Opinion: kids need digital literacy education, not stranger danger scaremongering
However you look at the issue of childhood obesity, one issue is abundantly clear – young people spend less time outside than previous generations.
One argument for this is what has become known as ‘stranger danger’ and the fear of parents to allow children outside for fear of them coming to harm.
As the journalist Steve Humphries wrote about his documentary into the issue in 2009, when comparing previous generations’ freedom to play outside; “Sadly this world of independent child's play has today largely vanished. One of the important reasons for this decline is the inexorable rise of stranger danger and child abduction in modern Britain.”
As Humphries highlighted, the number of cases involving child molestation and molestation remained very small”, with road traffic accidents a much greater risk, an issue exacerbated by the number of parents who drove children to school for fear of other threats to their children.
You might be wondering what on earth this has to do with the internet. Well, so was I, until my Blackberry buzzed last Monday morning with the first (inevitable) PR exercise aimed to garner coverage for Safer Internet Day 2013.
As with most awareness days, the organisations involved try to concoct various ways to boost coverage and this year was no different. That age old PR tool (which I have shamelessly used myself on numerous occasions) of new “research” being published, alongside a quote promising impending doom, was provided by the NSPCC.
Claire Lilley, from the NSPCC, said: "Young people tell us they are experiencing all sorts of new forms of abuse on a scale never before seen. It's now clear that we are facing an e-safety timebomb, with this being one of the biggest child protection issues of our time."
I am not going to claim I’ve never given an overly strong quote to boost coverage, so I feel fairly comfortable calling out faux-outrage when I see it. Why? The explanation came in the next paragraph detailing the research.
“More than two in five (41%) of those aged 11 to 19, and over a quarter (27%) of those aged seven to 11 have seen something online in the past 12 months that they found hurtful or unpleasant.”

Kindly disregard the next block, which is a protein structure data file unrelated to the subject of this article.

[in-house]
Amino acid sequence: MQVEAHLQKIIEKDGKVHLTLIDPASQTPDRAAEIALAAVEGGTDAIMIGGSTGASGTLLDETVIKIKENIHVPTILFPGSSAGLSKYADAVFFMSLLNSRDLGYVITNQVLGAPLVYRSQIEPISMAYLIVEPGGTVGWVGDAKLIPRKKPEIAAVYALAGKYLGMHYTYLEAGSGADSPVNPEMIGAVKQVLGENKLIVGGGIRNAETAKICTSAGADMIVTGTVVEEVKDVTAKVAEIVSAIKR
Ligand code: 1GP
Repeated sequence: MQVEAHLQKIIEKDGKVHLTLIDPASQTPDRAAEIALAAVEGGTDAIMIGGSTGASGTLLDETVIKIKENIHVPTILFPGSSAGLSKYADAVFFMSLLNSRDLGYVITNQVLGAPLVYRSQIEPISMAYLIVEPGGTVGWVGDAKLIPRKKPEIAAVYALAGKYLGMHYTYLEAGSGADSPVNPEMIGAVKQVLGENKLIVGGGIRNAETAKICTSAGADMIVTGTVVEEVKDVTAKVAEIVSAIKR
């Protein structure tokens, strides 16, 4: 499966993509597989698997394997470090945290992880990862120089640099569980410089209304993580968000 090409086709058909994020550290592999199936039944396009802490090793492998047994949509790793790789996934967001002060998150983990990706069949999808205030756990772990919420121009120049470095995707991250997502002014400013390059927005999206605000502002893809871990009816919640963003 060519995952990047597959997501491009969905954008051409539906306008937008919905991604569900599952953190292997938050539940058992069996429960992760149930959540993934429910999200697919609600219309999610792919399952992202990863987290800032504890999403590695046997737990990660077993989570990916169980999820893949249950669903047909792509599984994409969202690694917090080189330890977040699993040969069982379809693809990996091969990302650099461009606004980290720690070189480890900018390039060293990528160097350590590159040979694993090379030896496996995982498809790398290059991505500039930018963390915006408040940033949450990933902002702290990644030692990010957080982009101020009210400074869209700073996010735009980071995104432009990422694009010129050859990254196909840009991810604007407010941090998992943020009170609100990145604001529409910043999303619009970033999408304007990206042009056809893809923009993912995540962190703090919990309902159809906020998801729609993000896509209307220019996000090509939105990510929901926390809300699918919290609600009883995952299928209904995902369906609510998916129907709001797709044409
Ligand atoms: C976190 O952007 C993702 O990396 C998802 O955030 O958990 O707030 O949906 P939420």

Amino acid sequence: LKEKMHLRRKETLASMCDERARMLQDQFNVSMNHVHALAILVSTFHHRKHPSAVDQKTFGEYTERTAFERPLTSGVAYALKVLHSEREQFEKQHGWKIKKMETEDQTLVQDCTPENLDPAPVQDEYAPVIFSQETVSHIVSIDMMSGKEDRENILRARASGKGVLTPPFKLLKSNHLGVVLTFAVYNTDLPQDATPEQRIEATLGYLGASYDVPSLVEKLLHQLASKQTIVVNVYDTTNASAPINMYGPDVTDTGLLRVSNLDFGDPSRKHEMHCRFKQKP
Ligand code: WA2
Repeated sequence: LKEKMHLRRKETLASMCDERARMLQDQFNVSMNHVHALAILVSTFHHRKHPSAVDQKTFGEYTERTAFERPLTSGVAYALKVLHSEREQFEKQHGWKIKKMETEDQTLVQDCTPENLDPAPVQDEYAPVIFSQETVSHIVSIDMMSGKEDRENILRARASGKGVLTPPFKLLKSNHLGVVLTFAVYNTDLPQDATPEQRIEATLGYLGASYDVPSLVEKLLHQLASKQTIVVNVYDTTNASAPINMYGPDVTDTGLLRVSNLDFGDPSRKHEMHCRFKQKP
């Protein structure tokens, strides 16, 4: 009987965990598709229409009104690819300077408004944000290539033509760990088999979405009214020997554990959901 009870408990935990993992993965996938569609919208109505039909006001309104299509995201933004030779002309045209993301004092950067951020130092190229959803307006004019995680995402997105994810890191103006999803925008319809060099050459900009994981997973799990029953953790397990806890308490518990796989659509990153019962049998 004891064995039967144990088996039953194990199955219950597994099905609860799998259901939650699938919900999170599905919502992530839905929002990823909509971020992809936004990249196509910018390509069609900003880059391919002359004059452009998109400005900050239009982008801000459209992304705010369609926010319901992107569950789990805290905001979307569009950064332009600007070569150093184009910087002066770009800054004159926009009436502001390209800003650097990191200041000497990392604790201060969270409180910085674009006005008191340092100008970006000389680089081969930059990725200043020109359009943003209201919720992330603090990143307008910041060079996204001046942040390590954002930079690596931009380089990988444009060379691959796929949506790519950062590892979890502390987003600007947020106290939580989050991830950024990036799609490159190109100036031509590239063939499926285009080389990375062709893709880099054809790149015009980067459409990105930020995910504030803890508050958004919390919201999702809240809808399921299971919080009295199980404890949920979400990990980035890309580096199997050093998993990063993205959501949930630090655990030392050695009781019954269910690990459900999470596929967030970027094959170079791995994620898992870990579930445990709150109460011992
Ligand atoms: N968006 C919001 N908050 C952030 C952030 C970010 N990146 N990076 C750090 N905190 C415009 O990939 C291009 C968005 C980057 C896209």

So less than half of kids have seen something “hurtful or unpleasant” yet that constitutes “abuse on a scale never seen before.” ?
It may not be as recently as I’d like, but I was young once and my definition of what I found “hurtful and unpleasant” basically covered every conversation with a girl I had for several years. Abuse it was not.
We need a rational debate about the threats online or we risk exactly the same social disaster we now see after kids stopped playing outside. It was with this in mind that I was most pleased to see the (much less widely reported) intervention from the Information Commissioner, who called for young people to be educated about the privacy implications of digital life.
Rather than “nagging” kids, we need a different approach. “Just as we teach citizenship in schools, you need to teach the importance of information rights,” argued Christopher Graham.
I couldn’t agree more. The internet isn’t a safe place, but nor are many parts of life. The challenge is to come up with a response that is measured, evidence-based and engages the people you are trying to work with.
Digital literacy is not about scaring kids into fearing life online. The internet offers the greatest shift in the acquisition of knowledge and self-expression we’ve experienced since the invention of the printing press, not to mention being the basis of our economy for generations to come.
So, enough of the lazy headlines and let’s find a way to build a digital literacy model that’s fit for modern life and does not repeat the social destruction of stranger danger. Spreading access, teaching e-safety and engaging young people as digital citizens might not be great PR copy, but it will be a step change in e-safety and offer real hope to enhance digital life.
Now is the time for the whole Government to work together, led by a minister whose sole objective is to harnessing the next industrial revolution for the benefit of future generations.
|As director of civil liberties group Big Brother Watch Nick comments on numerous issues surrounding privacy and the surveillance state. When not challenging government policy he is also an award-winning photographer. You can find him on Twitter as @nickpickles.|